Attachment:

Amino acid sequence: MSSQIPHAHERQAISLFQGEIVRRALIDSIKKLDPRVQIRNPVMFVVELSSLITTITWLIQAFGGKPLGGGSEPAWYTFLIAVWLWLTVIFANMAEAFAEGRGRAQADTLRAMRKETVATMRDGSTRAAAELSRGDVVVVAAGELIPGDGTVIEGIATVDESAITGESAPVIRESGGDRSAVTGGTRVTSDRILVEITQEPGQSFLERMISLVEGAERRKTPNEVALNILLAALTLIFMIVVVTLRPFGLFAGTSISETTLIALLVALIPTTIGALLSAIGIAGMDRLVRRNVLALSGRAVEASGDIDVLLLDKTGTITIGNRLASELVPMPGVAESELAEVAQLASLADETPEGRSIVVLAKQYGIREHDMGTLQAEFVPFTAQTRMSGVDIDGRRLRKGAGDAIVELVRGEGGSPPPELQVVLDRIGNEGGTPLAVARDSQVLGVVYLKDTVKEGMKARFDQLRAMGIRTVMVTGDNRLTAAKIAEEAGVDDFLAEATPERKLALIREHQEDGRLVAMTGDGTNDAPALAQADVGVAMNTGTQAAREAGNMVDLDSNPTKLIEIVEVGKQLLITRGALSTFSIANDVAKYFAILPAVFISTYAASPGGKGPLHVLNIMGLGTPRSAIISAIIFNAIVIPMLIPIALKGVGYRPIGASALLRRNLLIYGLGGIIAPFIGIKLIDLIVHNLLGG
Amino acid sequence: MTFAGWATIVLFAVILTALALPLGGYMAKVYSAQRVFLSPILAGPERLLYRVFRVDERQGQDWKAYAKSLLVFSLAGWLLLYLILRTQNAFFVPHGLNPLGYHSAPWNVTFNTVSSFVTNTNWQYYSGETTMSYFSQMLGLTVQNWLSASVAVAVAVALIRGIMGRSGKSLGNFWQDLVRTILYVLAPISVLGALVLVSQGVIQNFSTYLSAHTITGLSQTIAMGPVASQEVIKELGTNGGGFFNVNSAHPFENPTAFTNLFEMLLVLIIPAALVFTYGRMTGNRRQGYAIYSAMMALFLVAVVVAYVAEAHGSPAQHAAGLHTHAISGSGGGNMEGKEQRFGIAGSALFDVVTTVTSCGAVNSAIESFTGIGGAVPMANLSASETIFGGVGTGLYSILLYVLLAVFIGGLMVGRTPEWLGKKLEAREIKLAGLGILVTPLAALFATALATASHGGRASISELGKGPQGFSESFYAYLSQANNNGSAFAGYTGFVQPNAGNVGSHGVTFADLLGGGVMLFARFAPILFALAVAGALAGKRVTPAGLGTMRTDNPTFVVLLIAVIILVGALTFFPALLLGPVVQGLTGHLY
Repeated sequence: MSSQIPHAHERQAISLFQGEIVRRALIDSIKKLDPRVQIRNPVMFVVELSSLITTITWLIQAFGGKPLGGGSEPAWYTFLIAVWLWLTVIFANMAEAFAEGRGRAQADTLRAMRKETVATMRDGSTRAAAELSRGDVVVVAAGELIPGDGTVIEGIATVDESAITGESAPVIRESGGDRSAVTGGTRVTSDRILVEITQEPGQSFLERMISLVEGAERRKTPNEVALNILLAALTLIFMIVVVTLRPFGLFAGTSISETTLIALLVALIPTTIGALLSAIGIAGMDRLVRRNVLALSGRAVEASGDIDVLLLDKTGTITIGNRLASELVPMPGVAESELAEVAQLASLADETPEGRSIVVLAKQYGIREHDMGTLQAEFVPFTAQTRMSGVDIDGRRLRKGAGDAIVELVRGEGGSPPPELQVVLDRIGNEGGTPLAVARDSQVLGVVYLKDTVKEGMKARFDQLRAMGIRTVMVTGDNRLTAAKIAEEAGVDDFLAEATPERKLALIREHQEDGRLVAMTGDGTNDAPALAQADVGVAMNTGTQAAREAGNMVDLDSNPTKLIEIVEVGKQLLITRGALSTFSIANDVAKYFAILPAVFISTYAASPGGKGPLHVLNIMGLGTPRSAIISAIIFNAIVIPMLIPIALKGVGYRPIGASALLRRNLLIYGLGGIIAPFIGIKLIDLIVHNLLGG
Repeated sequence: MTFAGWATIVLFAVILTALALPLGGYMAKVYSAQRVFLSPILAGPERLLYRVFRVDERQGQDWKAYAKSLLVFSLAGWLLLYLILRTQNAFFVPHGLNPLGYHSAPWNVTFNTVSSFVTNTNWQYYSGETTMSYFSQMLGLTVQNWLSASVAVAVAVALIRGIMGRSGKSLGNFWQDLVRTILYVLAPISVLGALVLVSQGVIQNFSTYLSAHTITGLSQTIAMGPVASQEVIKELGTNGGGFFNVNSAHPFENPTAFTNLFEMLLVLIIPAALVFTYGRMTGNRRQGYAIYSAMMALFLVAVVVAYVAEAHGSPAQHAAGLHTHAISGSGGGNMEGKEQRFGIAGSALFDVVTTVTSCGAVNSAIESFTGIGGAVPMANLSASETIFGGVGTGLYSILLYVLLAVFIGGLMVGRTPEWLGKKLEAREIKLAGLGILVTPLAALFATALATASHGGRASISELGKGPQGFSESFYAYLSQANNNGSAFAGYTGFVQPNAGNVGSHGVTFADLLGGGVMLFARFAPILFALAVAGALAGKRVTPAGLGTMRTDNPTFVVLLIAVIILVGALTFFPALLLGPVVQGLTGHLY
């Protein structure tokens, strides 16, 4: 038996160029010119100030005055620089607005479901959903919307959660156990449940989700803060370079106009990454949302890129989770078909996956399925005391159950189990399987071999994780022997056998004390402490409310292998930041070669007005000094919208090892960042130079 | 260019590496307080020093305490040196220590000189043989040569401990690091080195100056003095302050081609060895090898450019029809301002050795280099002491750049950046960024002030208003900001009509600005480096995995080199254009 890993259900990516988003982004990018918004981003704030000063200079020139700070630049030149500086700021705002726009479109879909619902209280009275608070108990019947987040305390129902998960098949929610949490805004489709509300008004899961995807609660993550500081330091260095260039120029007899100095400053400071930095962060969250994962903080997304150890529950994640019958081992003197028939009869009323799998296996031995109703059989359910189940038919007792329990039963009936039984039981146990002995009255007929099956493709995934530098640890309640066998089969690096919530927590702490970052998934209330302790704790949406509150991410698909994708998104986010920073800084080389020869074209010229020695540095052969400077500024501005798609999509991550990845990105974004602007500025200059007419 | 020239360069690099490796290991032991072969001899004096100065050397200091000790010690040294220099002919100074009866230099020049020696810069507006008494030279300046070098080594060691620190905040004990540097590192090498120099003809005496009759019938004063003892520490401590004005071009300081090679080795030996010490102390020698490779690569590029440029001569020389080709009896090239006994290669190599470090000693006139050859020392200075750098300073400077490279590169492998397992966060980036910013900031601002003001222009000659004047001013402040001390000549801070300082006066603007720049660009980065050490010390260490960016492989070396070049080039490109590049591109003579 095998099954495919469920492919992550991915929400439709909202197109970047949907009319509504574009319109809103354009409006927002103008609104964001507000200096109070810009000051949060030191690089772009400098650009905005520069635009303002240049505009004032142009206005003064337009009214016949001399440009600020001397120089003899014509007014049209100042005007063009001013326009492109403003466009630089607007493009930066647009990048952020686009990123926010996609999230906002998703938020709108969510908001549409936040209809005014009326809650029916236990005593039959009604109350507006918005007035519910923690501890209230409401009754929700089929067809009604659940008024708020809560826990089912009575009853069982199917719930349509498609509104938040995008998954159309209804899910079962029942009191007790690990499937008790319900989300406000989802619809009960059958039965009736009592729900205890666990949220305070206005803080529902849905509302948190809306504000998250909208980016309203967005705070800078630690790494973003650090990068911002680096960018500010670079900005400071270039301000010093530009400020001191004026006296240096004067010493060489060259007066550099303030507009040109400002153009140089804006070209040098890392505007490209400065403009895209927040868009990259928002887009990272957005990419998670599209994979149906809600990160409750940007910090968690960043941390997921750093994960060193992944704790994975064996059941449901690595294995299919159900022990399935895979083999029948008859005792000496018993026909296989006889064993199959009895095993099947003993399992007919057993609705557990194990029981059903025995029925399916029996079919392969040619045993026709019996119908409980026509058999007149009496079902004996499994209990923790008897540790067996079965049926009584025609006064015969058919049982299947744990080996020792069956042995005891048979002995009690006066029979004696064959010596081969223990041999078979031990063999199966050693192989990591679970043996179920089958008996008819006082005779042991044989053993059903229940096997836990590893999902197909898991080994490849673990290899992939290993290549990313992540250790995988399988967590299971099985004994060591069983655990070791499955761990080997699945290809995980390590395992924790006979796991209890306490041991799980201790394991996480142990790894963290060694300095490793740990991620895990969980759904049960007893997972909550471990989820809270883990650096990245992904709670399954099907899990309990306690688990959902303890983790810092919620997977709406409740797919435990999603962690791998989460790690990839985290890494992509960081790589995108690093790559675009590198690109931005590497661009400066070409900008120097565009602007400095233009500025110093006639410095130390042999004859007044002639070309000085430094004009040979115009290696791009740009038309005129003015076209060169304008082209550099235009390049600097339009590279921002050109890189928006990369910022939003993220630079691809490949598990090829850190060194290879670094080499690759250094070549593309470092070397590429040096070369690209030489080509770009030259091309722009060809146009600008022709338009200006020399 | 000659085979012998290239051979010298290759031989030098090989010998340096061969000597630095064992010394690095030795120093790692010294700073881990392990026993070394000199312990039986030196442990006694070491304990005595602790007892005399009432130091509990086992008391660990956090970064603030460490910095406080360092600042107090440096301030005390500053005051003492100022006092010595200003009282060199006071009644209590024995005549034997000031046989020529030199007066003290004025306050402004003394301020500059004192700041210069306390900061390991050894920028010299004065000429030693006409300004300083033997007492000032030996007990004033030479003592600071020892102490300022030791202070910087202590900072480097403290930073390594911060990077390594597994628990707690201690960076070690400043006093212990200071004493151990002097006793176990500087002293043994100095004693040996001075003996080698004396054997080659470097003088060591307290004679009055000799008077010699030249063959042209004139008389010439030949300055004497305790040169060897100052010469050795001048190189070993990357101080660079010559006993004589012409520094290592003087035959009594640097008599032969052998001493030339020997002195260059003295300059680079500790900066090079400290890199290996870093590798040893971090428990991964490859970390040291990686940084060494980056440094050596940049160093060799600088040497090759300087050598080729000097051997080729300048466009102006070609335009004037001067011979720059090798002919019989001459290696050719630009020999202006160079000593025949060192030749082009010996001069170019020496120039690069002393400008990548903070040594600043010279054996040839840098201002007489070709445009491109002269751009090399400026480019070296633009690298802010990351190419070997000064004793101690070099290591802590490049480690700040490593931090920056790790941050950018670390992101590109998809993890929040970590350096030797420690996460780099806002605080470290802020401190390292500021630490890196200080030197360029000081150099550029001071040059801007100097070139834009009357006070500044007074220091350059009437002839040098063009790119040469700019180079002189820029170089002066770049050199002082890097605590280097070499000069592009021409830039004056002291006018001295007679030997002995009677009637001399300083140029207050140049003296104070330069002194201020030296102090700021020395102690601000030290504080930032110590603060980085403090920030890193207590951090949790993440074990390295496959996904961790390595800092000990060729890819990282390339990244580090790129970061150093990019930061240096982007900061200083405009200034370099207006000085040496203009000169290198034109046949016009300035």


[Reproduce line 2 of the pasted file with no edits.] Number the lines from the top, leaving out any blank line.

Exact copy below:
Amino acid sequence: MTFAGWATIVLFAVILTALALPLGGYMAKVYSAQRVFLSPILAGPERLLYRVFRVDERQGQDWKAYAKSLLVFSLAGWLLLYLILRTQNAFFVPHGLNPLGYHSAPWNVTFNTVSSFVTNTNWQYYSGETTMSYFSQMLGLTVQNWLSASVAVAVAVALIRGIMGRSGKSLGNFWQDLVRTILYVLAPISVLGALVLVSQGVIQNFSTYLSAHTITGLSQTIAMGPVASQEVIKELGTNGGGFFNVNSAHPFENPTAFTNLFEMLLVLIIPAALVFTYGRMTGNRRQGYAIYSAMMALFLVAVVVAYVAEAHGSPAQHAAGLHTHAISGSGGGNMEGKEQRFGIAGSALFDVVTTVTSCGAVNSAIESFTGIGGAVPMANLSASETIFGGVGTGLYSILLYVLLAVFIGGLMVGRTPEWLGKKLEAREIKLAGLGILVTPLAALFATALATASHGGRASISELGKGPQGFSESFYAYLSQANNNGSAFAGYTGFVQPNAGNVGSHGVTFADLLGGGVMLFARFAPILFALAVAGALAGKRVTPAGLGTMRTDNPTFVVLLIAVIILVGALTFFPALLLGPVVQGLTGHLY